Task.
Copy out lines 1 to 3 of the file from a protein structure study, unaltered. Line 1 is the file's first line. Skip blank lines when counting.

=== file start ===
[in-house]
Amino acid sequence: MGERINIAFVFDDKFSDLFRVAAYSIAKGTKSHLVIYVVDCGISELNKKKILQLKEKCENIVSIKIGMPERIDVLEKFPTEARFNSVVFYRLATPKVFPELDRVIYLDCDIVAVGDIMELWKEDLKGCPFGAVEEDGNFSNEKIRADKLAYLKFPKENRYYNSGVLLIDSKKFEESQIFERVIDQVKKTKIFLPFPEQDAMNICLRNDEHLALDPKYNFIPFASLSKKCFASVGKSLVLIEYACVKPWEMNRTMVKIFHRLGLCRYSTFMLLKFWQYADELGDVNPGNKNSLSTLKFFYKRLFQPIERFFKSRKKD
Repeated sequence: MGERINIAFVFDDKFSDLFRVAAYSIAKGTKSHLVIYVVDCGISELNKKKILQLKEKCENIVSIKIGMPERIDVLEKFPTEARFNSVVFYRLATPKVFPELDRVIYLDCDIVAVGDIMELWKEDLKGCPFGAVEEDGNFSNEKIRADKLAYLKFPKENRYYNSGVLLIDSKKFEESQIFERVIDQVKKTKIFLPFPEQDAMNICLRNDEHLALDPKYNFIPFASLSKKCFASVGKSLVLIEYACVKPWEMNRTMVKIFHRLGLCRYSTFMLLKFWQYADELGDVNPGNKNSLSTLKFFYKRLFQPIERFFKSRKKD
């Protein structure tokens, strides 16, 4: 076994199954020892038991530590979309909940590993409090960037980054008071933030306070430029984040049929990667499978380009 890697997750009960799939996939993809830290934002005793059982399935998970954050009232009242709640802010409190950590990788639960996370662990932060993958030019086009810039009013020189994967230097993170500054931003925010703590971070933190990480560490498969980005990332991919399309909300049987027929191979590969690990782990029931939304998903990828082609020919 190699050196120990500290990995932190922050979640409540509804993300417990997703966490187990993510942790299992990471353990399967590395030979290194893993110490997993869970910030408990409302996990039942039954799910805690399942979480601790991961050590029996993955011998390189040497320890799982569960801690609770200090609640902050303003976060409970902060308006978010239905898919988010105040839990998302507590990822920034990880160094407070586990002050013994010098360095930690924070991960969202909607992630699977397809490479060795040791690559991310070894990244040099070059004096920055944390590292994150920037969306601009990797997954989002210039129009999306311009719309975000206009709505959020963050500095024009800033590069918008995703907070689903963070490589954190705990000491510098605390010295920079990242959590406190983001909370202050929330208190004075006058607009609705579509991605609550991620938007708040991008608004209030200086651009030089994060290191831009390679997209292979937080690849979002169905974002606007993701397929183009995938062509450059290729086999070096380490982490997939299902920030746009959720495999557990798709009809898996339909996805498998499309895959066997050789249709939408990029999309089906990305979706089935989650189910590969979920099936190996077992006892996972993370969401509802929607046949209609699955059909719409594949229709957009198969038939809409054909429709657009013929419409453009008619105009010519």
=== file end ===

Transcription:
[in-house]
Amino acid sequence: MGERINIAFVFDDKFSDLFRVAAYSIAKGTKSHLVIYVVDCGISELNKKKILQLKEKCENIVSIKIGMPERIDVLEKFPTEARFNSVVFYRLATPKVFPELDRVIYLDCDIVAVGDIMELWKEDLKGCPFGAVEEDGNFSNEKIRADKLAYLKFPKENRYYNSGVLLIDSKKFEESQIFERVIDQVKKTKIFLPFPEQDAMNICLRNDEHLALDPKYNFIPFASLSKKCFASVGKSLVLIEYACVKPWEMNRTMVKIFHRLGLCRYSTFMLLKFWQYADELGDVNPGNKNSLSTLKFFYKRLFQPIERFFKSRKKD
Repeated sequence: MGERINIAFVFDDKFSDLFRVAAYSIAKGTKSHLVIYVVDCGISELNKKKILQLKEKCENIVSIKIGMPERIDVLEKFPTEARFNSVVFYRLATPKVFPELDRVIYLDCDIVAVGDIMELWKEDLKGCPFGAVEEDGNFSNEKIRADKLAYLKFPKENRYYNSGVLLIDSKKFEESQIFERVIDQVKKTKIFLPFPEQDAMNICLRNDEHLALDPKYNFIPFASLSKKCFASVGKSLVLIEYACVKPWEMNRTMVKIFHRLGLCRYSTFMLLKFWQYADELGDVNPGNKNSLSTLKFFYKRLFQPIERFFKSRKKD